Why Akathleptos?

Why Akathleptos? Because it means Uncontainable. God is infinite. Hence, the whole universe cannot contain Him. The term also refers to the incomprehensibility of God. No man can know everything about God. We can know Him personally but not exhaustively, not even in Heaven.

Why Patmos? Because the church is increasingly marginalized and exiled from the culture.

Why Pen-Names? So the focus is on the words and not who wrote them. We prefer to let what we say stand on its own merit. There is precedent in church history for this - i.e., the elusive identity of Ambrosiaster who wrote in the 4th century A.D.

“Truth is so obscured nowadays, and lies so well established, that unless we love the truth we shall never recognize it." Blaise Pascal

Wednesday, March 21, 2018

We live in an age when popular churches increasingly mirror the manipulative techniques of pop culture

There is a tragic story here about megachurch pastor Andy Savage of Highpoint Church in Memphis, TN resigning because of sexual sin in his past as a youth pastor. More disturbing though is the initial reaction of the church when Andy Savage publicly acknowledged it. The Wartburg Watch properly calls them out here for their entirely inappropriate reaction at the service where Savage confessed to a sexual indiscretion in his past ministry.

Prior the standing ovation, I tweeted that the church would do a standing ovation since it is a typical, knee jerk, ignorant attempt to manipulate people which is frequently used by abusive churches. I believe that this response was premeditated. Sadly, many unthinking people in the church were easily suckered into this phony show. One person who did not stand up and applaud said that those around him appeared irritated that he went against the grain. Maybe, deep down inside, they were a bit uncomfortable by their response?

That entire church service was shocking to me. Jules Woodson was abused by Andy Savage. She was then re-abused by the members and pastors of Highpoint Church. Instead of thoughtful words and a subdued service, indicating a minimum understanding of the gravity of the situation, the church leaders presented a raucous, circus-like show with an entertainer up front screaming that Andy Savage was *worthy.*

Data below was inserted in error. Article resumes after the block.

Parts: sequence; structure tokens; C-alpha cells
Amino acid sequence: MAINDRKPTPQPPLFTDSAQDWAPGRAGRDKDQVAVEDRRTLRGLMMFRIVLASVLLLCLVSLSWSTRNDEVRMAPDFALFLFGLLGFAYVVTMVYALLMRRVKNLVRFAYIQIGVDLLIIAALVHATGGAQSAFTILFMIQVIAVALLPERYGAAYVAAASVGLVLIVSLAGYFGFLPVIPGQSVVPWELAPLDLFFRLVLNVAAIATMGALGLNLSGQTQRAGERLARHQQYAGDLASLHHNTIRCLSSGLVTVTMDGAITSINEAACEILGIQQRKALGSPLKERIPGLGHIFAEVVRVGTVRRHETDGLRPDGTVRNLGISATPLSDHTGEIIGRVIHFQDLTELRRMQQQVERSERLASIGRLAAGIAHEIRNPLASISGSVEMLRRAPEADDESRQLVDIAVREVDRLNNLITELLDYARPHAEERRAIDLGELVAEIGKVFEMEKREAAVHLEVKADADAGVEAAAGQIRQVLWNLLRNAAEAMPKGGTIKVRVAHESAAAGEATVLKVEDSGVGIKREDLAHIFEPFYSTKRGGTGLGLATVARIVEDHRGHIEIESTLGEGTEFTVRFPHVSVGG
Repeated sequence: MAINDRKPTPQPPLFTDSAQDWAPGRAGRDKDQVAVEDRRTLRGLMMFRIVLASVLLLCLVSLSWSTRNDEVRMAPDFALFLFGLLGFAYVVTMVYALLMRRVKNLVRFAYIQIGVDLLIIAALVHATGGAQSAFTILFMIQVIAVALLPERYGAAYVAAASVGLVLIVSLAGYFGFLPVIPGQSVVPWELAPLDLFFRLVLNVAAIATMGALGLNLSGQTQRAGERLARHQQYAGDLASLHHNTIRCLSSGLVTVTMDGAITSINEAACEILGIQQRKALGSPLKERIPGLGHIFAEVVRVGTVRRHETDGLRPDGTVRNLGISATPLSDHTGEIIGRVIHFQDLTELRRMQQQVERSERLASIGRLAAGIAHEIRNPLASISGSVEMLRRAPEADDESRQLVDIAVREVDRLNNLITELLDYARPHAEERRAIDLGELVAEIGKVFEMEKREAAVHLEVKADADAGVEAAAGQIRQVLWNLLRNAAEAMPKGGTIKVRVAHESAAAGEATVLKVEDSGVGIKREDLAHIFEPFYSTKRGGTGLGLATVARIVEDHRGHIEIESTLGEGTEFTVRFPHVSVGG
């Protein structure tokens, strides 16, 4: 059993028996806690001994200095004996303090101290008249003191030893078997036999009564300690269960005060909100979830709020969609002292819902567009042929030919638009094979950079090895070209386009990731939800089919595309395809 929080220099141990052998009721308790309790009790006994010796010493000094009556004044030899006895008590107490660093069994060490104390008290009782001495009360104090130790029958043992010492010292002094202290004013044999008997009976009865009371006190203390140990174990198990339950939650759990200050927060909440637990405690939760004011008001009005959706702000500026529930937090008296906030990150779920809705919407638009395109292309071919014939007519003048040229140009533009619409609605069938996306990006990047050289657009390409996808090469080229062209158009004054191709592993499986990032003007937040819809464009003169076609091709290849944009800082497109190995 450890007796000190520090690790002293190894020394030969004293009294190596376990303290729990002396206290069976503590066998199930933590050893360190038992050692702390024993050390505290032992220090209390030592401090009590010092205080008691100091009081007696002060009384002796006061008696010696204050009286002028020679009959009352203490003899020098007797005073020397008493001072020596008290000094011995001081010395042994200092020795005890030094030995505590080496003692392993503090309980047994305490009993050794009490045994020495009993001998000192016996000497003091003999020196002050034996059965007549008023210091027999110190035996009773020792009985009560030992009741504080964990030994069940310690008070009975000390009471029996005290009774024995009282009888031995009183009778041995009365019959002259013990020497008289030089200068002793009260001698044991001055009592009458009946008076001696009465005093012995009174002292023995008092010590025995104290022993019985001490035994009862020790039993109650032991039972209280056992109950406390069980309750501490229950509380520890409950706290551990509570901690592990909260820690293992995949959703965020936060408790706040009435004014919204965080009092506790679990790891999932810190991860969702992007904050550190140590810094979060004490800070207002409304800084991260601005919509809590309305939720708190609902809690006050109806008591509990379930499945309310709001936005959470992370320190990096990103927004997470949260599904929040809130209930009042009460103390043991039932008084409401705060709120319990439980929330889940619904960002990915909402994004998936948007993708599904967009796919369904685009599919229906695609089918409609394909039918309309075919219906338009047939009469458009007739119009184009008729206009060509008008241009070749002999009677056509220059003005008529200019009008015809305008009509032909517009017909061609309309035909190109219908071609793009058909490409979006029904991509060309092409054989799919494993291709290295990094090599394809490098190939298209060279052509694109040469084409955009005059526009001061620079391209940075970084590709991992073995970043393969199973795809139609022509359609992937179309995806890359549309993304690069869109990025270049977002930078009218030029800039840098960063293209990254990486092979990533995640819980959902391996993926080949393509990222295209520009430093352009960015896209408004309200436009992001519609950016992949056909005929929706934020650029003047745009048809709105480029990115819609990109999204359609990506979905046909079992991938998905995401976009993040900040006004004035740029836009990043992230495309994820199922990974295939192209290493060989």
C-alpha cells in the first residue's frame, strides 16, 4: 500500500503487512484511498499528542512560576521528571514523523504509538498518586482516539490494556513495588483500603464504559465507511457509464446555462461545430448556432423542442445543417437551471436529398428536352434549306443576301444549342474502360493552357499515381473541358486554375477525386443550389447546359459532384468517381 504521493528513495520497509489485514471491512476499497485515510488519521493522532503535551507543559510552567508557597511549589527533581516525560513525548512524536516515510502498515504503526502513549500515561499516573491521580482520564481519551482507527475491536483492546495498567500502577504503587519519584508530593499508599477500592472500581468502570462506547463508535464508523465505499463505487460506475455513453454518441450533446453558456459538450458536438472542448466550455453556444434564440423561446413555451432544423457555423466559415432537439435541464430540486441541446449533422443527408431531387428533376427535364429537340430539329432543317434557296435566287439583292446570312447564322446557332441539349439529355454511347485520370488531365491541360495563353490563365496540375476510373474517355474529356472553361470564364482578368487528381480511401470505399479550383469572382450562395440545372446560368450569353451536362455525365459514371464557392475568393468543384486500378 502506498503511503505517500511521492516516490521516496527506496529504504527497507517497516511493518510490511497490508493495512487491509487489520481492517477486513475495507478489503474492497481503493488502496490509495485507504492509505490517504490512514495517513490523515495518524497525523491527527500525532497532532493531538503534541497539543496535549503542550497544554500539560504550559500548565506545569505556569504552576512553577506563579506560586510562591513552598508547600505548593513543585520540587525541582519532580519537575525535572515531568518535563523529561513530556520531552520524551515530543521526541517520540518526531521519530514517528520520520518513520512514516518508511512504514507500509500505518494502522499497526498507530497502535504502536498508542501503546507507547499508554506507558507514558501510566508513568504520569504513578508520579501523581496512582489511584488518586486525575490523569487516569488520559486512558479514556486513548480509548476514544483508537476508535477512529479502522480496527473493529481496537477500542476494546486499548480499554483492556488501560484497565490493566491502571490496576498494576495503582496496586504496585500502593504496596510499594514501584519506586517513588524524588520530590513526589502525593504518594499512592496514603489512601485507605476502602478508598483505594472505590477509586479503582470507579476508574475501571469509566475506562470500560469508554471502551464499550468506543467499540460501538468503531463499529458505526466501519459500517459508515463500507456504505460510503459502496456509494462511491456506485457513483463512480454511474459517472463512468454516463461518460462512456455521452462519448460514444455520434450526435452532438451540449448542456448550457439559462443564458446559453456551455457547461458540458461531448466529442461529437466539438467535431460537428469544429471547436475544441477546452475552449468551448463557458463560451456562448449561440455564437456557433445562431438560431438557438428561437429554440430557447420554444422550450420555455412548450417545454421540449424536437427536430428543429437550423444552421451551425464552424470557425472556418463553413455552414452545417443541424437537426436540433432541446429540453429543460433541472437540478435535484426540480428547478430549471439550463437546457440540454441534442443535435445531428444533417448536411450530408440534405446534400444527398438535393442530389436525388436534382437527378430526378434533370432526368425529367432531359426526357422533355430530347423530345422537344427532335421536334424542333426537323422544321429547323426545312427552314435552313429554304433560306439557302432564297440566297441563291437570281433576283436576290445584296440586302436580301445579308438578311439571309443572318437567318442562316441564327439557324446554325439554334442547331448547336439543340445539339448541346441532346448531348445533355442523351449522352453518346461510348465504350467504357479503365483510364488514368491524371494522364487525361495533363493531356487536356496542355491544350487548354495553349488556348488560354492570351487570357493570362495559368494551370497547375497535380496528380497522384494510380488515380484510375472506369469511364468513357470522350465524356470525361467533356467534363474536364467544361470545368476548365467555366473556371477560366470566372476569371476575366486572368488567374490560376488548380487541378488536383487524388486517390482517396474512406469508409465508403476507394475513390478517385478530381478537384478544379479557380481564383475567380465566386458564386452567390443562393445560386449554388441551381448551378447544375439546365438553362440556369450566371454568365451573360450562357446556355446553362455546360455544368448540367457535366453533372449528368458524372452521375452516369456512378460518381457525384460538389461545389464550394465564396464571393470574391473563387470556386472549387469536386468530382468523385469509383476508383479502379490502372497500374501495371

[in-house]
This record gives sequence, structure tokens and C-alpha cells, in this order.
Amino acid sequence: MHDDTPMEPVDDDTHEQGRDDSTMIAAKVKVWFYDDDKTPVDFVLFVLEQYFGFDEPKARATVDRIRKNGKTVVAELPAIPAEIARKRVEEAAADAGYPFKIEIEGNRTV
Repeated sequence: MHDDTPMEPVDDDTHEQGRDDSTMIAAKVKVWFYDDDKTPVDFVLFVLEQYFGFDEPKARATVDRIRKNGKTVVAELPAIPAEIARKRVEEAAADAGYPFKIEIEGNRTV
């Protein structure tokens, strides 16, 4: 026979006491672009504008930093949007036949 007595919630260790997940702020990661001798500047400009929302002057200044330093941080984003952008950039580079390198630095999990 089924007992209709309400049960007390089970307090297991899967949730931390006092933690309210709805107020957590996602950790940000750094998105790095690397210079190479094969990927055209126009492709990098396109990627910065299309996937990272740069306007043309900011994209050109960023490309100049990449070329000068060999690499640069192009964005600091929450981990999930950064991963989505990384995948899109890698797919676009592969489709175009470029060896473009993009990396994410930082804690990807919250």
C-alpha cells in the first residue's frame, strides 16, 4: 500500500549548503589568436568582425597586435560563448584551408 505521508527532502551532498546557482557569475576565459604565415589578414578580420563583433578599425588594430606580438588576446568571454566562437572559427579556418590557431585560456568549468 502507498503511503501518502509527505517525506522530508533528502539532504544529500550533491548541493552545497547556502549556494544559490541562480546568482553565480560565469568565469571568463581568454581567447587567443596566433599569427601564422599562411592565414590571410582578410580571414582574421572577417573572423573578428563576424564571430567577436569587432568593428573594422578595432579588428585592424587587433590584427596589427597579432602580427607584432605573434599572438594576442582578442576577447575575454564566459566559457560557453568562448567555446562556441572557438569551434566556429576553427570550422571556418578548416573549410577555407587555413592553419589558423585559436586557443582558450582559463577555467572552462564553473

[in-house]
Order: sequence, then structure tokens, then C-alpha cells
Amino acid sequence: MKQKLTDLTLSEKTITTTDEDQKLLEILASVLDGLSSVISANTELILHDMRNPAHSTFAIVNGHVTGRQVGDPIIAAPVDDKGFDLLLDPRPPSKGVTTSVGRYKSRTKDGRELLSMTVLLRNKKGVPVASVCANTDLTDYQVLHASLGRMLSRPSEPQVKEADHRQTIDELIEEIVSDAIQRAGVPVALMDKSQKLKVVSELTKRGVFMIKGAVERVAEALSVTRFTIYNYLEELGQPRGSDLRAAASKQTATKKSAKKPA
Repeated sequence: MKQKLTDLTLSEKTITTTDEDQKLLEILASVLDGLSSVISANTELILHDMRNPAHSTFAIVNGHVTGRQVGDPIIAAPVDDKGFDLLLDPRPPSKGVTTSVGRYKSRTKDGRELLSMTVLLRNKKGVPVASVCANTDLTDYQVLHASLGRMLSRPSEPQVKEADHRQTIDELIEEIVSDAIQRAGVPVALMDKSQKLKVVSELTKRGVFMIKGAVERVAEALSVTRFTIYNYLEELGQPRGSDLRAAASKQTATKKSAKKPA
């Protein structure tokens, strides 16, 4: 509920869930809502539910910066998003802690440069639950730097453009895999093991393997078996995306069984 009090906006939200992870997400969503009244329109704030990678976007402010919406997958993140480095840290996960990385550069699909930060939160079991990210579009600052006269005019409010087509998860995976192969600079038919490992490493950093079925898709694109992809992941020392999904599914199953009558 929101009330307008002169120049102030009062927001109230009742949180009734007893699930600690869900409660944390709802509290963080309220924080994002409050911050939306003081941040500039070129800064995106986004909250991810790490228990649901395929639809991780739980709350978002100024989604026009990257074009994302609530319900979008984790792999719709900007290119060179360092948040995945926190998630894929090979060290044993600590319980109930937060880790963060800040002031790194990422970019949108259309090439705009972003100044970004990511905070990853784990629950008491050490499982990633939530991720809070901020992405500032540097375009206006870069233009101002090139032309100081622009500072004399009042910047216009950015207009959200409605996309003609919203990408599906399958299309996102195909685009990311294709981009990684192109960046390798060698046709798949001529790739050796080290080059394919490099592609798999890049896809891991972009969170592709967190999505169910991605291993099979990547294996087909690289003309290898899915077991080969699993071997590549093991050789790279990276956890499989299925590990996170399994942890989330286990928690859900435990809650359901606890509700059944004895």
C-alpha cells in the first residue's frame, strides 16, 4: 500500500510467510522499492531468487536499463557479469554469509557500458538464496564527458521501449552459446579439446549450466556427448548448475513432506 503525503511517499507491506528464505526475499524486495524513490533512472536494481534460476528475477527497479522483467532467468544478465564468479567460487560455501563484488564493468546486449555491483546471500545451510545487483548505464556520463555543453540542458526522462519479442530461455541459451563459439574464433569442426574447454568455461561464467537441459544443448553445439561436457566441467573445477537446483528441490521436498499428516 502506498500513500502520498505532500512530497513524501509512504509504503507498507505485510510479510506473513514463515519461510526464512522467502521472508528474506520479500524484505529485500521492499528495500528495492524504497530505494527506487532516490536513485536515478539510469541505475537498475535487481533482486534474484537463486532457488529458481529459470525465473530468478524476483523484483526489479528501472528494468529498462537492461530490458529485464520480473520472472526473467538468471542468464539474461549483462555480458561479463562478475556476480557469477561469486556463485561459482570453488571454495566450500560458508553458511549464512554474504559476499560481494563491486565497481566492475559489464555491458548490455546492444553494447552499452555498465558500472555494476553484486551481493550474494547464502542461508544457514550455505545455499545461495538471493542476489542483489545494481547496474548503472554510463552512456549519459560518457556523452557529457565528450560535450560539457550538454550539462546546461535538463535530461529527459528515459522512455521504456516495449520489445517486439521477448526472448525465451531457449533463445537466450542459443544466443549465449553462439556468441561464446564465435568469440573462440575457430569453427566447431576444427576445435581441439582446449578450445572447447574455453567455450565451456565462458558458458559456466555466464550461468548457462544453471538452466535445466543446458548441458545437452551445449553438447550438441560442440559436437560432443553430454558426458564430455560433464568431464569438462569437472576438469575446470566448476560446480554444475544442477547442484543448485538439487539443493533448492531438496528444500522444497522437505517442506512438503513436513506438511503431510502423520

Savage received a standing ovation to his confession of a sexual incident with a 17 year old student in a youth ministry. Chris Conlee actually implied Jules Woodson should be on the same path to healing as Andy Savage! Seriously?. Do I really have to explain to pastors?

As I watched this mess, I wondered how a church could screw up this badly.

I was dumfounded by members of Highpoint who attacked Jules Woodson via Twitter, threatening her that they were going to expose her. Some daft lady said that she had the gift of *spiritual discernment* and that Savage was innocent of molestation. I saw dippy Scriptural *explanations* made by members who apparently don’t know the difference between a pastor and a king or  between crime, sin, repentance and restoration.

HighPoint got their city on a hill moment and it was a huge fail. They should hang their heads in shame. 

As painfully pointed out here in an analysis of the inappropriate behavior of the church,

"Religious leaders use forgiveness theology as a cover, and as an avoidance, of accountability," Brown told The Washington Post. "And it's a way of further shaming victims. 'What a bad girl you are, you aren't forgiving.'"